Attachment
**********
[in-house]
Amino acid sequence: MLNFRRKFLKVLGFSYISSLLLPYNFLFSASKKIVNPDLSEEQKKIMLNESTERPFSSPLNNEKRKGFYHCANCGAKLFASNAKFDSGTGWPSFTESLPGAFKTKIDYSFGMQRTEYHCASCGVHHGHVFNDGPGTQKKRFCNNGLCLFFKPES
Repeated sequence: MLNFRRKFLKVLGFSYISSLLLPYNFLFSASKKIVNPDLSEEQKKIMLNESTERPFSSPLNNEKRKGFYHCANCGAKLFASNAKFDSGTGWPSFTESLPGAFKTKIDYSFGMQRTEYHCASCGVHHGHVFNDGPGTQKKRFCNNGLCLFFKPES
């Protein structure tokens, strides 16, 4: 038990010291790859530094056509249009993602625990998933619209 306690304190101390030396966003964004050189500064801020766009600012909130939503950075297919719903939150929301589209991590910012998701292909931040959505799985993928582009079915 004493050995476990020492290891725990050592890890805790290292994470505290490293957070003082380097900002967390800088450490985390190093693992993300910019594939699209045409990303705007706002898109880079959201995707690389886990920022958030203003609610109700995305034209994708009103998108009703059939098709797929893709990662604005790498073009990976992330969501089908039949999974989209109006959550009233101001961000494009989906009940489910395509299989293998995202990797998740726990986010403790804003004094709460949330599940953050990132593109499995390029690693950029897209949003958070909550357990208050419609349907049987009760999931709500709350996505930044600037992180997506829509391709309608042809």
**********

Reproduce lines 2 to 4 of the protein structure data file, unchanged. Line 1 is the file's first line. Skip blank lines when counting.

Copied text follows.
Amino acid sequence: MLNFRRKFLKVLGFSYISSLLLPYNFLFSASKKIVNPDLSEEQKKIMLNESTERPFSSPLNNEKRKGFYHCANCGAKLFASNAKFDSGTGWPSFTESLPGAFKTKIDYSFGMQRTEYHCASCGVHHGHVFNDGPGTQKKRFCNNGLCLFFKPES
Repeated sequence: MLNFRRKFLKVLGFSYISSLLLPYNFLFSASKKIVNPDLSEEQKKIMLNESTERPFSSPLNNEKRKGFYHCANCGAKLFASNAKFDSGTGWPSFTESLPGAFKTKIDYSFGMQRTEYHCASCGVHHGHVFNDGPGTQKKRFCNNGLCLFFKPES
């Protein structure tokens, strides 16, 4: 038990010291790859530094056509249009993602625990998933619209 306690304190101390030396966003964004050189500064801020766009600012909130939503950075297919719903939150929301589209991590910012998701292909931040959505799985993928582009079915 004493050995476990020492290891725990050592890890805790290292994470505290490293957070003082380097900002967390800088450490985390190093693992993300910019594939699209045409990303705007706002898109880079959201995707690389886990920022958030203003609610109700995305034209994708009103998108009703059939098709797929893709990662604005790498073009990976992330969501089908039949999974989209109006959550009233101001961000494009989906009940489910395509299989293998995202990797998740726990986010403790804003004094709460949330599940953050990132593109499995390029690693950029897209949003958070909550357990208050419609349907049987009760999931709500709350996505930044600037992180997506829509391709309608042809």